President of the Generalitat of Catalonia Carles Puigdemont says the Spanish region has won the right to statehood following a contentious referendum that was marred by violence.
Carles Puigdemont, 54, said the door had been opened to a unilateral declaration of independence.
According to Catalan officials, 90% of those who voted backed independence on October 1. The turnout was 42.3%.
Spain’s constitutional court had banned the vote and hundreds of people were injured as police used force to try to block voting.
Officers seized ballot papers and boxes at polling stations.
Spanish PM Mariano Rajoy said Catalans had been fooled into taking part in an illegal vote.
According to Catalan authorities, more than 2.2 million people were reported to have voted, out of 5.3 million registered voters. A Catalan spokesman said more than 750,000 votes could not be counted because polling stations were closed and urns were confiscated.
In a TV address, Carles Puigdemont said: “With this day of hope and suffering, the citizens of Catalonia have won the right to an independent state in the form of a republic.
“My government in the next few days will send the results of today’s vote to the Catalan parliament, where the sovereignty of our people lies, so that it can act in accordance with the law of the referendum.”
He said the EU could no longer “continue to look the other way”.
Meanwhile, PM Mariano Rajoy spoke of a “mockery” of democracy.
“At this hour I can tell you in the strongest terms what you already know and what we have seen throughout this day. There has not been a referendum on self-determination in Catalonia,” he said.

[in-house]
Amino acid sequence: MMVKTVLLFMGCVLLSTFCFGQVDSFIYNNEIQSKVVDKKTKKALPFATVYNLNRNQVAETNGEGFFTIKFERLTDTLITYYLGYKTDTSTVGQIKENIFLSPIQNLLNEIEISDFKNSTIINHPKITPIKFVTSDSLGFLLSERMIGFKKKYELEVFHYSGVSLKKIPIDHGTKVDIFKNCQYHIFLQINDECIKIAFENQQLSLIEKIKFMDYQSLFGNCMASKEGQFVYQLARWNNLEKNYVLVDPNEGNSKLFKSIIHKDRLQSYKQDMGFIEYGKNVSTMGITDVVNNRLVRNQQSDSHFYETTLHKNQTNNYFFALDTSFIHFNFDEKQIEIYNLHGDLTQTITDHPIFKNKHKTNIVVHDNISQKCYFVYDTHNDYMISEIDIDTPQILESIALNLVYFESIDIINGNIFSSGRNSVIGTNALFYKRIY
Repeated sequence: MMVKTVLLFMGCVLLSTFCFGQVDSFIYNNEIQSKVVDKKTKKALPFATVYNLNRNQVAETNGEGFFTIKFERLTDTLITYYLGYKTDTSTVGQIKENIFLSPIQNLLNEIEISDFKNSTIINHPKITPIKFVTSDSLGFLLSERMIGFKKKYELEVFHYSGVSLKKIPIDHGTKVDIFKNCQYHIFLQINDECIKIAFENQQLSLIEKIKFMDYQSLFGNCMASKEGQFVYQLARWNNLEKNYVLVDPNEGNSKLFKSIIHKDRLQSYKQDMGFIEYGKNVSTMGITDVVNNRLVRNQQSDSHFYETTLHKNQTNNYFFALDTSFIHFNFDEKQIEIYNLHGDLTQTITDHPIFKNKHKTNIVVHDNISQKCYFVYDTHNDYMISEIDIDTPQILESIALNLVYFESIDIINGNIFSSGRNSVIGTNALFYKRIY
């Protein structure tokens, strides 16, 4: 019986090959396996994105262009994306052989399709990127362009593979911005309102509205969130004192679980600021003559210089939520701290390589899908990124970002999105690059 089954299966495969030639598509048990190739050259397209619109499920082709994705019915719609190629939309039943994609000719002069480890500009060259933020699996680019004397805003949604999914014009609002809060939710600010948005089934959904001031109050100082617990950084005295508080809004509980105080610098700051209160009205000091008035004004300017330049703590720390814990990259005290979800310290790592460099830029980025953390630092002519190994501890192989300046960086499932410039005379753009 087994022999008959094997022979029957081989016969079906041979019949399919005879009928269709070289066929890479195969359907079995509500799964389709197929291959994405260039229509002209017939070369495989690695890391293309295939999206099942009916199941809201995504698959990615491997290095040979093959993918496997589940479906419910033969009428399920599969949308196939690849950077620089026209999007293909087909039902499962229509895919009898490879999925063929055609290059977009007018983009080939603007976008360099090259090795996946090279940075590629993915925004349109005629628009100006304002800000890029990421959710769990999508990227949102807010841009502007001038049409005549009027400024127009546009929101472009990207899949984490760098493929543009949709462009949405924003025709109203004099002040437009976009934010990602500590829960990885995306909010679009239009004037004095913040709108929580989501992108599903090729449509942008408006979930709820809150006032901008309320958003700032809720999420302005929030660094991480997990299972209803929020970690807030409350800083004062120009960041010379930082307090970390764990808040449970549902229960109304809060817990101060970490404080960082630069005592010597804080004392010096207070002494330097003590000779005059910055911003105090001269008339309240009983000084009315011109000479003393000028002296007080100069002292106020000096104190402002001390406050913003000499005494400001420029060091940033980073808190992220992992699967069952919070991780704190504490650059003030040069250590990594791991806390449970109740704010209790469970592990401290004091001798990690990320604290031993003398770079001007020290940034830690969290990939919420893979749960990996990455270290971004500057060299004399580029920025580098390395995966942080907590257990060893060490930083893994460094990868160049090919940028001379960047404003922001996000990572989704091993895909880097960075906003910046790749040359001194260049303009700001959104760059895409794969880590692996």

Large crowds of independence supporters gathered in the centre of the regional capital Barcelona on Sunday evening, waving flags and singing the Catalan anthem. Anti-independence protesters have also held rallies in Barcelona and other Spanish cities.
In another development, more than 40 trade unions and Catalan associations called a region-wide strike on October 3 due to “the grave violation of rights and freedoms”.
TV footage showed Spanish police kicking would-be voters and pulling women out of polling stations by their hair.
Catalan medical officials said 844 people had been hurt in clashes, including 33 police. The majority had minor injuries or had suffered from anxiety attacks.
In Girona, riot police smashed their way into a polling station where Carles Puigdemont was due to vote, and forcibly removed those inside. He voted at another station.
TV footage showed riot police using batons to beat a group of firefighters who were protecting crowds in Girona.
The national police and Guardia Civil – a military force charged with police duties – were sent into Catalonia in large numbers to prevent the vote.
The Catalan police – the Mossos d’Esquadra – have been placed under Madrid’s control, however witnesses said they showed little inclination to use force on protesters.
Barcelona Mayor Ada Colau condemned police actions against the region’s “defenseless” population, but Spain’s Deputy PM Soraya Saenz de Santamaria said police had “acted with professionalism and in a proportionate way”.
Catalan authorities said 319 of about 2,300 polling stations across the region had been closed by police while the Spanish government said 92 stations had been sealed off.
Since September 29, thousands of people have occupied schools and other buildings designated as polling stations in order to keep them open.
Many of those inside were parents and their children, who remained in the buildings after the end of lessons on September 29 and bedded down in sleeping bags on gym mats.
The anti-independence Societat Civil said there were voting irregularities, including the same people voting twice.
Catalonia is a wealthy region of 7.5 million people in north-eastern Spain and has its own language and culture.
However, Catalonia has a high degree of autonomy, but is not recognized as a separate nation under the Spanish constitution.